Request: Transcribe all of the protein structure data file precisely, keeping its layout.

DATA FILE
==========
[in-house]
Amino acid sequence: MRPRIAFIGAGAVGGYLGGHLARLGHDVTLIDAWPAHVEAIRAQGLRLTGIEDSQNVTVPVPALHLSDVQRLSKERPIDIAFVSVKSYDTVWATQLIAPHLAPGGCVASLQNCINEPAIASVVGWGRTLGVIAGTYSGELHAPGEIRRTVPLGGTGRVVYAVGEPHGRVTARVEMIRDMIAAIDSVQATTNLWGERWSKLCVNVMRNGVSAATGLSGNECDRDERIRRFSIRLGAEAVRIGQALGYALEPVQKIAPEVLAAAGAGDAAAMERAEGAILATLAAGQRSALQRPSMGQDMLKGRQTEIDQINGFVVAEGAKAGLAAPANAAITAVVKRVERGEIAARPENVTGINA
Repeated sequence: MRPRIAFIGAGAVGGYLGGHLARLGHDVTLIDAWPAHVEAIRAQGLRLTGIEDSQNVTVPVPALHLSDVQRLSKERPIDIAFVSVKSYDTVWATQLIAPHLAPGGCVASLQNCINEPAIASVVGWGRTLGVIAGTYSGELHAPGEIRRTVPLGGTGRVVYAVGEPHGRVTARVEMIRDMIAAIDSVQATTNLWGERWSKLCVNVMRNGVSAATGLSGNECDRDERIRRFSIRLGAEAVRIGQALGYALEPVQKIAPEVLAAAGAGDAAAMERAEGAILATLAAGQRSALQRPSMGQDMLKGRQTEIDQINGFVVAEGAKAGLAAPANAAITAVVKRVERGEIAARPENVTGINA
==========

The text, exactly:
[in-house]
Amino acid sequence: MRPRIAFIGAGAVGGYLGGHLARLGHDVTLIDAWPAHVEAIRAQGLRLTGIEDSQNVTVPVPALHLSDVQRLSKERPIDIAFVSVKSYDTVWATQLIAPHLAPGGCVASLQNCINEPAIASVVGWGRTLGVIAGTYSGELHAPGEIRRTVPLGGTGRVVYAVGEPHGRVTARVEMIRDMIAAIDSVQATTNLWGERWSKLCVNVMRNGVSAATGLSGNECDRDERIRRFSIRLGAEAVRIGQALGYALEPVQKIAPEVLAAAGAGDAAAMERAEGAILATLAAGQRSALQRPSMGQDMLKGRQTEIDQINGFVVAEGAKAGLAAPANAAITAVVKRVERGEIAARPENVTGINA
Repeated sequence: MRPRIAFIGAGAVGGYLGGHLARLGHDVTLIDAWPAHVEAIRAQGLRLTGIEDSQNVTVPVPALHLSDVQRLSKERPIDIAFVSVKSYDTVWATQLIAPHLAPGGCVASLQNCINEPAIASVVGWGRTLGVIAGTYSGELHAPGEIRRTVPLGGTGRVVYAVGEPHGRVTARVEMIRDMIAAIDSVQATTNLWGERWSKLCVNVMRNGVSAATGLSGNECDRDERIRRFSIRLGAEAVRIGQALGYALEPVQKIAPEVLAAAGAGDAAAMERAEGAILATLAAGQRSALQRPSMGQDMLKGRQTEIDQINGFVVAEGAKAGLAAPANAAITAVVKRVERGEIAARPENVTGINA